Mental Illness: What is the Church’s Role? Amy Simpson
Christians Can't Ignore the Uncomfortable Reality of Mental Illness, Christianity Today
How Do You Deal With Mental Illness in Church Members? Kim Martinez, Ministry Today Magazine
Can Churches Separate Mental Illness and Shame? Christine A. Scheller

© 2015 Carola Finch


Submit a Comment
  • FlourishAnyway profile image


    5 years ago from USA

    One would hope that a person with a mental illness would receive welcome hearts in a church of all places, although my aunt has experienced pettiness, gossip, and exclusion. Everyone needs acceptance on some level, and if they are presenting themselves at the church door for forgiveness and acceptance and are willing to participate, one would hope churchgoers would find a way to be inclusive.

  • Minnetonka Twin profile image

    Linda Rogers 

    5 years ago from Minnesota

    Excellent article on churches and mental illness. As someone in the mental health field, I can tell you that mental illness hits most of us at some time in our life and is not something to fear or judge. The church should be one of the most accepting places of all God's children; whether healthy, unhealthy, sad, happy, mentally ill or not. I think your so right that training for those in church ministery is vital for all involved.

  • Faith Reaper profile image

    Faith Reaper 

    5 years ago from southern USA

    Important hub! Your hub should be read by all churches, as churches should be a safe haven for all, including those who suffer with mental illness, to feel welcomed. If we are to be Christlike, then we should have compassion, show mercy, pray for others and genuinely care about what is going on in their lives.

    Excellent work here! Up +++ tweeting, pinning, G+ and sharing

    God bless you

  • Carola Finch profile imageAUTHOR

    Carola Finch 

    5 years ago from Ontario, Canada

    Thanks for your comments. As someone who struggled with depression early in life and currently has a loved one and friends with serious mental illnesses, I am aware of the severe stigma out there against people with mental illness, no matter what terminology we use.

    I have never heard objections to the term "mentally ill" in the years I have been reading and writing about mental illness (I am in Canada, if that makes a difference). I am glad that you recognize that I intended to use the terms for identifying purposes only and not as a negative label.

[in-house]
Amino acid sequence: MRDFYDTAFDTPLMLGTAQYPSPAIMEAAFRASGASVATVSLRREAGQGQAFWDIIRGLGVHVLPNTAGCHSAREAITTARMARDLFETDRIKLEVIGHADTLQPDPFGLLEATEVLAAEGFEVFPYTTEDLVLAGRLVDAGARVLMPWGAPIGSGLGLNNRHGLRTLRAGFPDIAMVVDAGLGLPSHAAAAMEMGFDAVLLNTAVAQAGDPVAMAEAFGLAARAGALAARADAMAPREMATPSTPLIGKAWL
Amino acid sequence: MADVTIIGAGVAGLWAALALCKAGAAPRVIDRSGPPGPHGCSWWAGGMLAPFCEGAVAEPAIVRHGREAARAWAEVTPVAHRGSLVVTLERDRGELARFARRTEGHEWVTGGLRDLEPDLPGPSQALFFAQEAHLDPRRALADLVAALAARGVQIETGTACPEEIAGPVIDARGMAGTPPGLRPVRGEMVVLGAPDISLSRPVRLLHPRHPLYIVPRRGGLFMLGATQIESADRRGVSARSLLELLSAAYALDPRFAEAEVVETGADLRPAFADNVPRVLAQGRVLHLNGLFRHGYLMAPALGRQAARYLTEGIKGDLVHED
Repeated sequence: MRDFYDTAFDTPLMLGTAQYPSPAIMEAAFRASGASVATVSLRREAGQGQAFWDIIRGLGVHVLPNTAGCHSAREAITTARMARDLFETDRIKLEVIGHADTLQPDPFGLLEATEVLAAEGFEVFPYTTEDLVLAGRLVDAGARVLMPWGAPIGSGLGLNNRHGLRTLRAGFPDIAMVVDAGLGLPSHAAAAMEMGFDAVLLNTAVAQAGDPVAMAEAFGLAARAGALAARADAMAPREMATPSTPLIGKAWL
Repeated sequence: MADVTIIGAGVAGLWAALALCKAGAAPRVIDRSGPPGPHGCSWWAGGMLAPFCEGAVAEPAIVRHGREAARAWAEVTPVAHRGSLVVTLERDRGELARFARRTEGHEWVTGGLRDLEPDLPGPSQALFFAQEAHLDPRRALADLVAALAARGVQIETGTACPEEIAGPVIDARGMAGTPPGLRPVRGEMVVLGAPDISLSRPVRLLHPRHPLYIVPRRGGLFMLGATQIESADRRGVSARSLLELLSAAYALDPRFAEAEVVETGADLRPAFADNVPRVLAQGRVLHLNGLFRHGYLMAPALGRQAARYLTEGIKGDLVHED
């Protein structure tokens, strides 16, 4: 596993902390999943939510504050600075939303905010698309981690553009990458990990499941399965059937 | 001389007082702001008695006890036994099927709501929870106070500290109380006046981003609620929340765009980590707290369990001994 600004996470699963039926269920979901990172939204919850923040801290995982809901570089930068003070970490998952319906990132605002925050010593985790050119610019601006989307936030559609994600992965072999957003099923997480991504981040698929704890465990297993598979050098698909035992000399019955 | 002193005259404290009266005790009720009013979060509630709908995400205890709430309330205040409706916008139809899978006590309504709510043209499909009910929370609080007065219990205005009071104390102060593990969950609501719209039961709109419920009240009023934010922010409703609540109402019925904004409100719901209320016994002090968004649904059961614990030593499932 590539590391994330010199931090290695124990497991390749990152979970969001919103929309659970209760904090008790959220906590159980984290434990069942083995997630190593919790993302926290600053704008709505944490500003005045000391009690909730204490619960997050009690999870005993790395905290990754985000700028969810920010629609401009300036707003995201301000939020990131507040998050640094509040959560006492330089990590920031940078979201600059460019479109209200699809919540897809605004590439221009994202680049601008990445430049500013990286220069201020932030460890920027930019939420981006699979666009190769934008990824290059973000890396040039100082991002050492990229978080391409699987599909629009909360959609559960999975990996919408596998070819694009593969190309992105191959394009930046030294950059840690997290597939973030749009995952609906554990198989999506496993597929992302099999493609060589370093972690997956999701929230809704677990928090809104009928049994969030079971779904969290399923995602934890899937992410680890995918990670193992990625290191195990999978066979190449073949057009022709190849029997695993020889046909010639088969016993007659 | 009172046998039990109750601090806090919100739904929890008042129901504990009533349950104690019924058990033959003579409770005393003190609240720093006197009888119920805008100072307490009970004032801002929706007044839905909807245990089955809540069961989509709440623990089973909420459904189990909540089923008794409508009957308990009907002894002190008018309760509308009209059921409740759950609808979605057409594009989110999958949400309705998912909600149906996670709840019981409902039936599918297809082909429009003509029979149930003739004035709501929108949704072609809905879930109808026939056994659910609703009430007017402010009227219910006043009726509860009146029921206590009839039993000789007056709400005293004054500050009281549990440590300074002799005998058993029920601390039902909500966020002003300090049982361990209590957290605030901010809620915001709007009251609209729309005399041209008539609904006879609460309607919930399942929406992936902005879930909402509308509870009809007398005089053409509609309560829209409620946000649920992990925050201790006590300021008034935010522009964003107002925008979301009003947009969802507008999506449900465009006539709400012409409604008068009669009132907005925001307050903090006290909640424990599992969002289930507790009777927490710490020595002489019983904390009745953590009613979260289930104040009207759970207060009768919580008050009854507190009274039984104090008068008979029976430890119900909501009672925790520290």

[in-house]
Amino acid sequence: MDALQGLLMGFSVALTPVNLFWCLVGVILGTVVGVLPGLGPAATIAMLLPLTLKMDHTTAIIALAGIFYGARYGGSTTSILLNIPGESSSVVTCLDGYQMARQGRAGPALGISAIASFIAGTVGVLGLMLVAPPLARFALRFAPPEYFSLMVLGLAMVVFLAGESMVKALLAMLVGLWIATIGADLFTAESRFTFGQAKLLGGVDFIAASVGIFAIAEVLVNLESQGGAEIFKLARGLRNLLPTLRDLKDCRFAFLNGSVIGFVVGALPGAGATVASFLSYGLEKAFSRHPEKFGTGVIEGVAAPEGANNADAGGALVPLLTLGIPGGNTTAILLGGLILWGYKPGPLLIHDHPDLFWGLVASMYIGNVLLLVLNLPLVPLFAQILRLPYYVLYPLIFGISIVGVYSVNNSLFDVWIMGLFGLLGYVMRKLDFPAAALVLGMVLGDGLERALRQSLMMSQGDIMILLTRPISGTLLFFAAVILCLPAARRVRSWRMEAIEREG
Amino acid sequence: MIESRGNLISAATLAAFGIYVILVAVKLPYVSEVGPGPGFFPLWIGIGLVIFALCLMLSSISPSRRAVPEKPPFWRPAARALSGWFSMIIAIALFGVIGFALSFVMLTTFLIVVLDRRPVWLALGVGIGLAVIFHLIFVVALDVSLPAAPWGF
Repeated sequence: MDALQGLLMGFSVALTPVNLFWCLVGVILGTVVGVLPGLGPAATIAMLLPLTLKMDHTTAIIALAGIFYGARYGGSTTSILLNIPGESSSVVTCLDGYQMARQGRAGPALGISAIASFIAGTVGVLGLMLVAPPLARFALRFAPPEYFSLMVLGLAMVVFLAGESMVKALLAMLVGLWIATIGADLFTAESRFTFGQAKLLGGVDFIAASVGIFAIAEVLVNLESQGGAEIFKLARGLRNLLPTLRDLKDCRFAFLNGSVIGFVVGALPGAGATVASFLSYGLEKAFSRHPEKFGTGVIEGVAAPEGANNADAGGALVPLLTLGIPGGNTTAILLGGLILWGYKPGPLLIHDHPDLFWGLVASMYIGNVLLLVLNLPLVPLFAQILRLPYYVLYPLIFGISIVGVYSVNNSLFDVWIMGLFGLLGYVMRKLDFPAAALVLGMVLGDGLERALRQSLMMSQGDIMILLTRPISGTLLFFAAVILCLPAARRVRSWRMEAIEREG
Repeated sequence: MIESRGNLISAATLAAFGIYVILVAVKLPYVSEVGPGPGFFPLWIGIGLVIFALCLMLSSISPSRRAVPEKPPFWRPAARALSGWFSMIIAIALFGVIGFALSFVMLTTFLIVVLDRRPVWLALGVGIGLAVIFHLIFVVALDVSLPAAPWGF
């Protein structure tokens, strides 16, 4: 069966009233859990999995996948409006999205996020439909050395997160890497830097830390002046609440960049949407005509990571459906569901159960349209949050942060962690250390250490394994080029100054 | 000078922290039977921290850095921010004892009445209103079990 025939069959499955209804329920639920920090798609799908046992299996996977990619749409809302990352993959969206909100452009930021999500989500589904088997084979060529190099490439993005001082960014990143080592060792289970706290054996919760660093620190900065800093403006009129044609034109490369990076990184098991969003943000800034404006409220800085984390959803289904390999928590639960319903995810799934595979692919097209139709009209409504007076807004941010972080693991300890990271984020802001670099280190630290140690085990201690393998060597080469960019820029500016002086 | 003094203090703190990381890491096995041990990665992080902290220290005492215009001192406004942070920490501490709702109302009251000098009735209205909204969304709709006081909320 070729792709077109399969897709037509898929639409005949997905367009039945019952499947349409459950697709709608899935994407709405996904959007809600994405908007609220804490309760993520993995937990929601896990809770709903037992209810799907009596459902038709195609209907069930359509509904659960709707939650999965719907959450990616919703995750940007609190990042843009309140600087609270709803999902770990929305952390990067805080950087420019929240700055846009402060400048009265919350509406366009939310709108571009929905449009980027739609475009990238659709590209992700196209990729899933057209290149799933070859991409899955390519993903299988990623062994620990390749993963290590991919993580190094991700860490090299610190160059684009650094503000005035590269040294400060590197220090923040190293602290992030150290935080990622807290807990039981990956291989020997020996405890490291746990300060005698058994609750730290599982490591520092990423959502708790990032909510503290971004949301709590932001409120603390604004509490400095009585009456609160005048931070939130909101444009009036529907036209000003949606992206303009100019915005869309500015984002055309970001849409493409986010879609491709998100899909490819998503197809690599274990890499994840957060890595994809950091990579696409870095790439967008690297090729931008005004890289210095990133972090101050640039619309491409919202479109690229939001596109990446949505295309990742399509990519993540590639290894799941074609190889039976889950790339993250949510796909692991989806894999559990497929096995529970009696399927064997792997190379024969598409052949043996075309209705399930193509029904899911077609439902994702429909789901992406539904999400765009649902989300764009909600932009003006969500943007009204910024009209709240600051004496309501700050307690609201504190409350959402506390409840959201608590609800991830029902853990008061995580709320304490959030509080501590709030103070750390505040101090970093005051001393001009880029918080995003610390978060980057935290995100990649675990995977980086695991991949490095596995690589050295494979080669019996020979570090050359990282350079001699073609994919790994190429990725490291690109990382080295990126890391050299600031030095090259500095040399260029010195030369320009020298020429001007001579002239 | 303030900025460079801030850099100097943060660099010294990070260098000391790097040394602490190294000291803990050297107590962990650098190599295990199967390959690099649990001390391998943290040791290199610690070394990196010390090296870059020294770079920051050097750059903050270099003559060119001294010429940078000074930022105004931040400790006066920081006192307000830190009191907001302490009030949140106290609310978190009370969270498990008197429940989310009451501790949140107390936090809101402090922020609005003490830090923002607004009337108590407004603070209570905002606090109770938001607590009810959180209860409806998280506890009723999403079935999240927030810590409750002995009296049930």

I appreciate your kind comments and wish you all the best in your journey.

  • lambservant profile image

    Lori Colbo 

    5 years ago from Pacific Northwest

    This is an extremely important issue which I am very affected by and have advocated about! The videos are excellent! You presented the problem quite fairly and accurately and offered viewpoints, information, and suggestions on how to do support and help rather than shame and discourage.

    There is one thing I strongly take issue with in your article however, and that is your continuous use of the term" mentally ill people." It may seem appropriate, and some might say I'm focusing on trivial semantics and hair splitting, but really, one or two word changes or word orders can totally change a meaning or dynamic! Refering to people who struggle with a mental illness as mentally ill people labels and defines them in everyway by their illness! As one who has a mental illness, being referred to as a mentally ill person makes me feel that my essence is being identified and defined bein "ill". It separates me, and my fellows, from" normal." It identifies me as essentially different in a negative way! I can see that wasn't your intention! I think because your article is on the topic of mental illness it's understandable how that happens, and to be honest, I know it is something I, and most people, tend to do! But being identified this way has caused me to be mindful of my perceptions of people with struggles and challenges, and how I identify them in my speech or writing! It is hard to nor do it even if trying to advocate!

    Please know I think you did an excellent job here! I was thrilled to see someone bringing this to light with such compassion and showing that at the end of the day it is just common sense! I have son who says "commonsense isn't so common!" Job well done!!!